A quadratic equation is a second–degree equation with only one variable.

Before we look at the quadratic formula, let’s take a quick look at the reason behind its importance and fame — quadratic equations.

A quadratic equation is a second–degree equation with only one variable.

The standard form of a quadratic equation is —

$ax^2 + bx + c = 0, \hspace{0.75em} a \neq 0$

The leading coefficient $a \hspace{0.2em}$ cannot be $\hspace{0.2em} 0 \hspace{0.2em}$ because then the second–degree term ($\hspace{0.2em} x^2$–term) would vanish and our equation would no longer be a second–degree equation.

So $\hspace{0.2em} x^2 + 2x - 3 = 0 \hspace{0.2em}$ is an example of a quadratic equation.

But a quadratic equation does not always have to be in the standard form. As long as an equation can be rearranged and written as $\hspace{0.2em} ax^2 + bx + c = 0, \hspace{0.5em} a \neq 0 \hspace{0.2em}$, it is a quadratic equation.

Here are a few examples of quadratic equations.

Equation | In Standard Form |
---|---|

$\hspace{0.2em} -4x + 3x^2 - 1 = 0 \hspace{0.2em}$ | $\hspace{0.2em} {\color{Red} 3} x^2 {\color{Teal} \hspace{0.2em} - \hspace{0.2em} 4} x {\color{Orchid} \hspace{0.2em} - \hspace{0.2em} 1} = 0 \hspace{0.2em}$ |

$\hspace{0.2em} 7x - 5x^2 = 0 \hspace{0.2em}$ | $\hspace{0.2em} {\color{Red} -5} x^2 {\color{Teal} \hspace{0.2em} + \hspace{0.2em} 7} x {\color{Orchid} \hspace{0.2em} + \hspace{0.2em} 0} = 0 \hspace{0.2em}$ |

$\hspace{0.2em} 2x^2 - 16 = 0 \hspace{0.2em}$ | $\hspace{0.2em} {\color{Red} 2} x^2 {\color{Teal} \hspace{0.2em} + \hspace{0.2em} 0} x {\color{Orchid} \hspace{0.2em} - \hspace{0.2em} 16} = 0 \hspace{0.2em}$ |

Note — If you don't see a coefficient in a term, it's $\hspace{0.2em} 1 \hspace{0.2em}$ or $\hspace{0.2em} -1 \hspace{0.2em}$ depending on the sign of the term. For example, in the equation $\hspace{0.2em} x^2 - x + 5 = 0 \hspace{0.2em}$, $\hspace{0.2em} a = 1 \hspace{0.2em}$ and $\hspace{0.2em} b = -1 \hspace{0.2em}$.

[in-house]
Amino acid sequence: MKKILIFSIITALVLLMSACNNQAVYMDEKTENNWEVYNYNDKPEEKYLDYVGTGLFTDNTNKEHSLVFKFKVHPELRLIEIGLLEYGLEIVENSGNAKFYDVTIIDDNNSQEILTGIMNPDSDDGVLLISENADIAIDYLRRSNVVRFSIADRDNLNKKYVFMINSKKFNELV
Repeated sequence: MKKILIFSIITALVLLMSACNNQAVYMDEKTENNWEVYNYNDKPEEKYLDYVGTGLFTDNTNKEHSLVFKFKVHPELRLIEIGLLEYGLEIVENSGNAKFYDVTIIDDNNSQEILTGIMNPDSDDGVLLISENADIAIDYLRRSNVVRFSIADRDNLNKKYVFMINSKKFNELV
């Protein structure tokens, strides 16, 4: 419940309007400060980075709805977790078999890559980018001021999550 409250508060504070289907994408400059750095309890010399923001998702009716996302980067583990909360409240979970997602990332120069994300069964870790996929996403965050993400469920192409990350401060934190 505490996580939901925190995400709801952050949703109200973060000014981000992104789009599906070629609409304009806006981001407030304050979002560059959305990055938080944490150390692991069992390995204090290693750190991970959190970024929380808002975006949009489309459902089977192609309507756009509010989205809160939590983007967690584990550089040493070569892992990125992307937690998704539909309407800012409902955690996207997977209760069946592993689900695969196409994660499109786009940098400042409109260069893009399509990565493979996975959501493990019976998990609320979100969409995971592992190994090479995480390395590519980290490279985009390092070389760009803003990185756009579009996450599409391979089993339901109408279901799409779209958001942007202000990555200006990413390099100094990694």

Solving a quadratic equation means finding the values of $\hspace{0.2em} x \hspace{0.2em}$ (or whatever the variable is) for which the equation becomes true.

Values of $\hspace{0.2em} x \hspace{0.2em}$ that satisfy the equation are the solutions of the equation.

For example, the solutions of the quadratic equation $\hspace{0.2em} x^2 - 3x + 2 = 0 \hspace{0.2em}$ are $\hspace{0.2em} 1 \hspace{0.2em}$ and $\hspace{0.2em} 2 \hspace{0.2em}$.

Now, there are three popular methods of solving quadratic equations – factoring, completing the square, and using the quadratic formula.

As is obvious from the title, in this tutorial we’d focus on how to solve quadratic equations using the quadratic formula.

The quadratic formula tells us, the solutions of a quadratic equation, $\hspace{0.2em} ax^2 + bx + c = 0 \hspace{0.2em}$, are given by —

$x_1, \hspace{0.4em} x_2 = \frac{-b \pm \sqrt{b^2 - 4ac}}{2a}$

In the formula above, we have a $\hspace{0.2em} \pm \hspace{0.2em}$ sign between $\hspace{0.2em} -b \hspace{0.2em}$ and the radical. So, what does it mean?

Well, quadratic equations typically have two solutions. Using the plus sign gives us one solution and using the minus sign gives us the other.

So, if $\hspace{0.2em} x_1 \hspace{0.2em}$ and $\hspace{0.2em} x_2 \hspace{0.2em}$ are the two solutions of a quadratic equation —

$x_1 = \frac{-b + \sqrt{b^2 - 4ac}}{2a}$

$x_2 = \frac{-b - \sqrt{b^2 - 4ac}}{2a}$

The following example should make things clearer.

Example

Using the quadratic formula, solve $\hspace{0.2em} x^2 + 2x - 3 = 0 \hspace{0.2em}$.

Solution

In the quadratic formula, the part under the radical is known as the discriminant. It is usually denoted by the symbol, $\hspace{0.2em} \Delta \hspace{0.2em}$ (delta). So,

$\Delta \hspace{0.2em} = \hspace{0.2em} b^2 - 4ac$

At this point, you might be wondering why we care about the discriminant at all.

The value of the discriminant informs us of the nature of the quadratic equations roots (or solutions).

$\hspace{0.2em} \Delta > 0 \hspace{0.2em}$ | Two distinct real solutions |

$\hspace{0.2em} \Delta = 0 \hspace{0.2em}$ | Repeated real solution |

$\hspace{0.2em} \Delta < 0 \hspace{0.2em}$ | Two distinct non-real solutions |

Let me explain using the following examples.

Example

Without actually solving the quadratic equation $\hspace{0.2em} x^2 - 5x + 7 = 0 \hspace{0.2em}$, find the nature of its roots. Then solve the equation.

Solution

Example

Calculate the discriminant for the quadratic equation $\hspace{0.2em} x^2 - 5x + 7 = 0 \hspace{0.2em}$ and hence, find the nature of its roots. Thereafter, solve the equation.

Solution

Example

Using its discriminant, find the nature of roots of the quadratic equation $\hspace{0.2em} x^2 - 5x + 7 = 0 \hspace{0.2em}$. Also, solve the equation.

Solution

TK – when to use the quadratic formula….??

And with that, we come to the end of this tutorial on the quadratic formula. Until next time.

We use cookies to provide and improve our services. By using the site you agree to our use of cookies. Learn more